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ALBANY - Closed-door budget negotiations are weakening Gov. Andrew M. Cuomo’s “critical” ethics measure for a state budget to be adopted on time.
Senate Finance Committee chairman John DeFrancisco said Cuomo’s ethics bill has been whittled down in the most recent “draft.” Cuomo had proposed that legislators who are lawyers and hold other outside jobs be required to disclose their clients to avoid conflicts of interest.
The State Senate and Assembly majorities have for years opposed disclosing private clients in the Capitol and in the courts.
DeFrancisco (R-Syracuse) said the measure could end up requiring legislators to disclose only clients who have business with the state.
State law already prohibits such conflicts and Senate Majority Leader Dean Skelos (R-Rockville Centre) said Tuesday that lawmakers already have to report anytime they represent a client doing business with the state.
“We’re trying to narrow the necessary disclosure,” DeFrancisco, a lawyer, told reporters. “Necessary disclosure might be that if that person — the client — does business with the state, (or) ... a particularly sensitive issue that shouldn’t be out in the public. That’s the main issue.”
Cuomo bristled at that.
“What's being reported that Senator DeFrancisco is describing is not disclosure, it is current law,” countered Cuomo spokeswoman Melissa DeRosa. “As the governor has said, he will not enact a budget that doesn't include an ethics package with real disclosure of legislator's outside income, and he meant it.”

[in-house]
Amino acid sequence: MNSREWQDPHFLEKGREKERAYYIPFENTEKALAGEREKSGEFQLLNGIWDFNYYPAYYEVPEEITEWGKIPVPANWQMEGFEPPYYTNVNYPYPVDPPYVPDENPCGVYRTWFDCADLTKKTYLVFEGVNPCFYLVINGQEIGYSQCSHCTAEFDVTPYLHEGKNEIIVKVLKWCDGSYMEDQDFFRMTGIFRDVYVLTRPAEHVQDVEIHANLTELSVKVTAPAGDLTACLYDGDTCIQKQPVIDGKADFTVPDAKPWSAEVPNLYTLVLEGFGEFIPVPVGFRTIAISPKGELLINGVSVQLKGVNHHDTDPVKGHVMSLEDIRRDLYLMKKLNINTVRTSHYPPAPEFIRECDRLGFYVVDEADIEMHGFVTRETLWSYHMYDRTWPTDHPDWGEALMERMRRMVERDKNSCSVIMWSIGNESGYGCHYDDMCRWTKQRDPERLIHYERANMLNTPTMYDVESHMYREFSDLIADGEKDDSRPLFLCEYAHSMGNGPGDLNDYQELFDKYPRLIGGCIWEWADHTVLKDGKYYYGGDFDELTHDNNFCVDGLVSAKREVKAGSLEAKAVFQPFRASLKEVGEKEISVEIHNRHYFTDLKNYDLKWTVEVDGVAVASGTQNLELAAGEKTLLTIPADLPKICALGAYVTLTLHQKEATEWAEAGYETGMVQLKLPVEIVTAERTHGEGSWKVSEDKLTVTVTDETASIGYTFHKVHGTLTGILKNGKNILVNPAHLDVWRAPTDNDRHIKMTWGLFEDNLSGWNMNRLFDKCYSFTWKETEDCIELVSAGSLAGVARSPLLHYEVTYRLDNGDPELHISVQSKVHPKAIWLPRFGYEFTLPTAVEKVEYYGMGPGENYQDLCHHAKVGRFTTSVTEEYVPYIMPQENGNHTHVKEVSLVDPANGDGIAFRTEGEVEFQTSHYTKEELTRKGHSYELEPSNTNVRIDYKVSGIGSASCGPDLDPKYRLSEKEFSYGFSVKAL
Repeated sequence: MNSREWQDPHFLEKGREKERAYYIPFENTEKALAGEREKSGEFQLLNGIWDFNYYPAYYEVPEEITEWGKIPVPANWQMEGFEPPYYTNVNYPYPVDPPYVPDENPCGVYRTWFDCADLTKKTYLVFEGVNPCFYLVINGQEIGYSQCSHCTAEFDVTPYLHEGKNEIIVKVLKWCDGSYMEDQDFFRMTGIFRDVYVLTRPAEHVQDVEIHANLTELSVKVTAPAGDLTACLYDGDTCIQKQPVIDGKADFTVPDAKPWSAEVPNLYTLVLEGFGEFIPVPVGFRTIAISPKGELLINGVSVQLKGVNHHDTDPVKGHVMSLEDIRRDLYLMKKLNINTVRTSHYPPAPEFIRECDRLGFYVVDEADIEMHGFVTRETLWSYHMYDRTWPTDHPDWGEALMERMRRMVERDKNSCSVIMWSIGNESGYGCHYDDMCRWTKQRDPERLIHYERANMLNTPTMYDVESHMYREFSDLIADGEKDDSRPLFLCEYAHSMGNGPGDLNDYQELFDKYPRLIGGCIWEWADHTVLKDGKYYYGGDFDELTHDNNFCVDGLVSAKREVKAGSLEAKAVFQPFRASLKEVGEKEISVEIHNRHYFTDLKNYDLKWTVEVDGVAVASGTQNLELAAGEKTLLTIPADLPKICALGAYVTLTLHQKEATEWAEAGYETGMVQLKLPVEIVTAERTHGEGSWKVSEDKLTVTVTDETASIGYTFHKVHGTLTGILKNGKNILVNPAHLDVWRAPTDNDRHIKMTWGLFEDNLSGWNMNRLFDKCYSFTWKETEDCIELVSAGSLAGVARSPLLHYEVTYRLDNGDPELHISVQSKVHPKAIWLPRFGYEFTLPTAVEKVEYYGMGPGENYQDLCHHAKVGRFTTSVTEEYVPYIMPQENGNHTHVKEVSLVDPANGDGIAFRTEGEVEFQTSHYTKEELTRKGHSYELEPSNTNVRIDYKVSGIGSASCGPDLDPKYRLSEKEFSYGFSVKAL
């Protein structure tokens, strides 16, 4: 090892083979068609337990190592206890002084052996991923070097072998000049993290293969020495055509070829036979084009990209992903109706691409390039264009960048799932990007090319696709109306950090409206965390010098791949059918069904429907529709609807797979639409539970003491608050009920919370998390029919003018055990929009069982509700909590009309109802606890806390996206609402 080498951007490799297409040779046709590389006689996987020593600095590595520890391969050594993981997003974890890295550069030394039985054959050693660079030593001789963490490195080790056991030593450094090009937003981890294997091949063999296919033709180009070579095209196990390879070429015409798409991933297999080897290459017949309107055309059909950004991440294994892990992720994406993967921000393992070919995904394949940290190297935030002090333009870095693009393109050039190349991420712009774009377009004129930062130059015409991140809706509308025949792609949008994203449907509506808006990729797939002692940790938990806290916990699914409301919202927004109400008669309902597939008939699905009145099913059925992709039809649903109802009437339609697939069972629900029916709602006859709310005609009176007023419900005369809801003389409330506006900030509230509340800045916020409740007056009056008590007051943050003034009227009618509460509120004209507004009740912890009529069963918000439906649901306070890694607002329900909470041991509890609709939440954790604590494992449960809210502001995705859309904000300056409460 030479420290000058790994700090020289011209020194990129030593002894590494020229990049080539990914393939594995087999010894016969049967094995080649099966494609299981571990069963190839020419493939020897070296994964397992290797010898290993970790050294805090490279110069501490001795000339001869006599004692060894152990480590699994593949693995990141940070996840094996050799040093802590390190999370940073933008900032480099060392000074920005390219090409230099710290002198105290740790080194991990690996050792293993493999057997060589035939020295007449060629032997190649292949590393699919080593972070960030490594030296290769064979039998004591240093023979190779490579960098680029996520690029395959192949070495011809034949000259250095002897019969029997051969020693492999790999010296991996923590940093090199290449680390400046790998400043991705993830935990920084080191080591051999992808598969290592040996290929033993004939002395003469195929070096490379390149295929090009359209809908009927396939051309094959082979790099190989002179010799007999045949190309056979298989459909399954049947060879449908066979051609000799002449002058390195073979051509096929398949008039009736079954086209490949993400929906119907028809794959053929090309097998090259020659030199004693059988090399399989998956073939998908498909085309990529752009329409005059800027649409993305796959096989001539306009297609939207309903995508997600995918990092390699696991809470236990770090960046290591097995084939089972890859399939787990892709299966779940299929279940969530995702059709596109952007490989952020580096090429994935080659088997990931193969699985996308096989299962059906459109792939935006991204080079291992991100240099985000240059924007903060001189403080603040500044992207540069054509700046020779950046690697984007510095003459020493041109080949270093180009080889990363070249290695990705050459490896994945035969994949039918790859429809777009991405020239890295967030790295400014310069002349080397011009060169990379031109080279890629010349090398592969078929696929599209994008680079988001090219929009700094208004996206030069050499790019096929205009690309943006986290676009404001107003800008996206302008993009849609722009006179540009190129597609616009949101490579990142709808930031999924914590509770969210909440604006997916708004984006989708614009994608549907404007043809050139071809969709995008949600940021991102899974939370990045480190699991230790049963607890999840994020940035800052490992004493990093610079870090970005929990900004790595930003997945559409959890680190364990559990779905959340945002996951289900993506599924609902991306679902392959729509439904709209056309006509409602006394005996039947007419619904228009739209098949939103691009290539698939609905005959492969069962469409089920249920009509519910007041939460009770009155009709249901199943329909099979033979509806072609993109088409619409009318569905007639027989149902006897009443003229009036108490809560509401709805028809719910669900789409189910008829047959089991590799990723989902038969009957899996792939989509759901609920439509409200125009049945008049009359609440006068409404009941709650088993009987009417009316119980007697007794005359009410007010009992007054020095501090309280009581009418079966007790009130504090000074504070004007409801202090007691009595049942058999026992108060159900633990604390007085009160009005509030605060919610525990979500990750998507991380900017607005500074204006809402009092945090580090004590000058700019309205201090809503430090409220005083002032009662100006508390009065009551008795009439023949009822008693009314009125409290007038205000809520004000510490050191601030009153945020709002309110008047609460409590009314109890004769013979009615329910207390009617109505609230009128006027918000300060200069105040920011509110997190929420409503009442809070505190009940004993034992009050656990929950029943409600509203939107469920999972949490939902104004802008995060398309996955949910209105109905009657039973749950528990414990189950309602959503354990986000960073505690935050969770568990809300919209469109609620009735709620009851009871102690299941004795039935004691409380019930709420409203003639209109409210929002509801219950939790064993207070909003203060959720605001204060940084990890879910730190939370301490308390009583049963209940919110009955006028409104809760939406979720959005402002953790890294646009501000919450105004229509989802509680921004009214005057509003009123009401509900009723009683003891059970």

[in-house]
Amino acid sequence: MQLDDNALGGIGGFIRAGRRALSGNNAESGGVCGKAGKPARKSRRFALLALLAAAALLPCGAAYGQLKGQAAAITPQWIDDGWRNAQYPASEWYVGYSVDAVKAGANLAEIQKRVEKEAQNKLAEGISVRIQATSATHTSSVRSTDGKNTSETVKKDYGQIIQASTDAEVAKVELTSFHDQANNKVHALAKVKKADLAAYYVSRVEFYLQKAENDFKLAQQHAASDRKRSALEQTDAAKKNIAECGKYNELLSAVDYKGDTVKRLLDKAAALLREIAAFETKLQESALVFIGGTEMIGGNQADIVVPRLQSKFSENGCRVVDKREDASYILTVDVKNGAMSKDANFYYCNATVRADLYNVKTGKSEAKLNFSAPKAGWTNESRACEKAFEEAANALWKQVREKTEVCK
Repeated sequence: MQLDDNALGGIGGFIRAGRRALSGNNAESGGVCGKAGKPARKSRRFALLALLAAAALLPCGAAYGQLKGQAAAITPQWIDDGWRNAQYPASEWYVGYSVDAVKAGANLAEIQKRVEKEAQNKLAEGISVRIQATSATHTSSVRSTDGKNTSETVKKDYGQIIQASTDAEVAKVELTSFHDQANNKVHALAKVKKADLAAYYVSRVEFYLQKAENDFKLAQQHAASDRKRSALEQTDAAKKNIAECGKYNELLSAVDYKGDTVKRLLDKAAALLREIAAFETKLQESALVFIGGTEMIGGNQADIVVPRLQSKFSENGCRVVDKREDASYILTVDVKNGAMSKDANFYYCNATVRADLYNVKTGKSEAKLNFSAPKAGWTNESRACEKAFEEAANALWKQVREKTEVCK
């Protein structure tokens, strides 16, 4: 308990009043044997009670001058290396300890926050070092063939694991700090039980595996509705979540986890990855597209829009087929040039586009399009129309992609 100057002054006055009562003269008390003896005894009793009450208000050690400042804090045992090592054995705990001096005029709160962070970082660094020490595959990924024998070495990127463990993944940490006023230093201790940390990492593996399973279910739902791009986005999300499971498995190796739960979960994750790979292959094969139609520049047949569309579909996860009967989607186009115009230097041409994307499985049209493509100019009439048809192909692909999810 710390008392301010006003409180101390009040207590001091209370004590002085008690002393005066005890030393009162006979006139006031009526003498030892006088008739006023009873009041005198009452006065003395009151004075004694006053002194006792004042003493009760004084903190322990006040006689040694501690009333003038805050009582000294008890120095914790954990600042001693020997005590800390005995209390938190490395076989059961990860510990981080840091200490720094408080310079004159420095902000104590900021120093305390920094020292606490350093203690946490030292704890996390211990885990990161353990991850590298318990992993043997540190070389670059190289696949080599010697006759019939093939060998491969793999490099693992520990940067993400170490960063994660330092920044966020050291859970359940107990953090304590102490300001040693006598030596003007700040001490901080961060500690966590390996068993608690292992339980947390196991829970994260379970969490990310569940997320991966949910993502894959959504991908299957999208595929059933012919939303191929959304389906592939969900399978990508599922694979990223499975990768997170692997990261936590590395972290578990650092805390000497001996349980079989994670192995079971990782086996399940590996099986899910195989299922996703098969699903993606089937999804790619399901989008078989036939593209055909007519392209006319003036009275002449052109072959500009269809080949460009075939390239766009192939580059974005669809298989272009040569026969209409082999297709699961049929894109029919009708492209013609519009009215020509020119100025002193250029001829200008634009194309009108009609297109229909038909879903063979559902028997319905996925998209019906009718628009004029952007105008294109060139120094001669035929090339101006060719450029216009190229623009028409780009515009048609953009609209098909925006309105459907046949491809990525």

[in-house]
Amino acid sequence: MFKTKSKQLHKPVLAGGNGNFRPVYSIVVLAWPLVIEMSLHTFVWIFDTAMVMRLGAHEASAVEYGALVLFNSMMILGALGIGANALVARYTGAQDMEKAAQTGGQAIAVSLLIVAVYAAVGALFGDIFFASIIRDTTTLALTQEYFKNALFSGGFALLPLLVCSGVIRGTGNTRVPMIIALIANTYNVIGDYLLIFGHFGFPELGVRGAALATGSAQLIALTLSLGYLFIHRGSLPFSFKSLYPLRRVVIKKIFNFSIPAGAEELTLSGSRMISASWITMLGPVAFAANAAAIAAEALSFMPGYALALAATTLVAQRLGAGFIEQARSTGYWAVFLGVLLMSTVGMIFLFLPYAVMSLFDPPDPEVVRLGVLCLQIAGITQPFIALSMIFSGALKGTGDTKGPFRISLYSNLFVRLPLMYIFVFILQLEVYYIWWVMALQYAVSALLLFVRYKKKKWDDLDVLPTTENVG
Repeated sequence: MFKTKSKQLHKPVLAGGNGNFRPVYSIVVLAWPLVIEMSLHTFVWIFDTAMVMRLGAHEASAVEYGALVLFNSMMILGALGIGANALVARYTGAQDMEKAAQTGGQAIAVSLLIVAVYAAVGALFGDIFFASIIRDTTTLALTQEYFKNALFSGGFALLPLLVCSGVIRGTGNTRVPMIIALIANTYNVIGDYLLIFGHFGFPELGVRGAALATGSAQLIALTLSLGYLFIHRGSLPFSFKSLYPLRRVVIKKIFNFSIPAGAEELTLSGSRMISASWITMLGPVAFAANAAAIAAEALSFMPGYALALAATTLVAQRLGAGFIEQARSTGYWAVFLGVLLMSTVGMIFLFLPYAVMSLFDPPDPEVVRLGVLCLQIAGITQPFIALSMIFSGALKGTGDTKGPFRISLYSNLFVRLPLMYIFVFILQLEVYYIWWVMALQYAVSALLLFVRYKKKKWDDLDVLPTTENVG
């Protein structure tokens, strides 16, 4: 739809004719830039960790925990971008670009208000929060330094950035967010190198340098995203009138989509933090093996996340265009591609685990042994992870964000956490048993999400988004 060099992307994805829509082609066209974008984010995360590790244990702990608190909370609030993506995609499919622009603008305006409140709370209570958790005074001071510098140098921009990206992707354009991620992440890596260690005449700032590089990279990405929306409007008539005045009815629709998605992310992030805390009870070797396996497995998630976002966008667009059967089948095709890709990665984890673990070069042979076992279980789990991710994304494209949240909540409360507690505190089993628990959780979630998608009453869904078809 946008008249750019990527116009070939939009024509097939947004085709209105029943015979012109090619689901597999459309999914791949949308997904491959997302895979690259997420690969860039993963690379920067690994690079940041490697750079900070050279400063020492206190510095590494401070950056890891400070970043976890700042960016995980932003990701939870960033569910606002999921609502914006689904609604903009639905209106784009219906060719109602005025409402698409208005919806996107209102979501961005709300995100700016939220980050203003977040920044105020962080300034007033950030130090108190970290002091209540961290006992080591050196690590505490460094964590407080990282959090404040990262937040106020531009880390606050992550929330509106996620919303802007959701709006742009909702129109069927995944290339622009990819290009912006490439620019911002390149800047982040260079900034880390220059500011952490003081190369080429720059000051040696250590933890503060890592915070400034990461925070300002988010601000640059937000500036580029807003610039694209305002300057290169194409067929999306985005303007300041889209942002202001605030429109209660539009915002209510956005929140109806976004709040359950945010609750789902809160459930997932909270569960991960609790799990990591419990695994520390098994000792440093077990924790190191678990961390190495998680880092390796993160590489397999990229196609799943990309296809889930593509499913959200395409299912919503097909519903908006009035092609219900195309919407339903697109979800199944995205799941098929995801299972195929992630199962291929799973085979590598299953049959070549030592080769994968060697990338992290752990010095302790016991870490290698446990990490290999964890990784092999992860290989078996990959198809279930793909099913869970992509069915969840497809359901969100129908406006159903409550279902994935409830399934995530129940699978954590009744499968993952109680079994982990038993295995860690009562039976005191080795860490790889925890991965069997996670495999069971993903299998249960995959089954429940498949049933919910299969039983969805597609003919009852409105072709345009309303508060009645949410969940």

DeFrancisco also said after a closed-door Senate Republican conference that a recently proposed commission to overhaul the teacher evaluation system has hit a snag. He said one of three state leaders is opposing the measure.
He wouldn’t provide details, but said the compromise measure under discussion this week has hit a roadblock with either Cuomo, the State Senate or the Assembly.
Cuomo aides have cast doubt on the compromise measure since it surfaced Tuesday.
Cuomo had wanted to make student performance on standardized tests a bigger part of teacher evaluations to make the evaluations more rigorous. The teachers unions and the Assembly’s Democratic majority, however, strongly oppose that move saying the test scores can’t accurately be used to rate teachers.
The budget is due by the end of Tuesday.
Closed-door negotiations continue.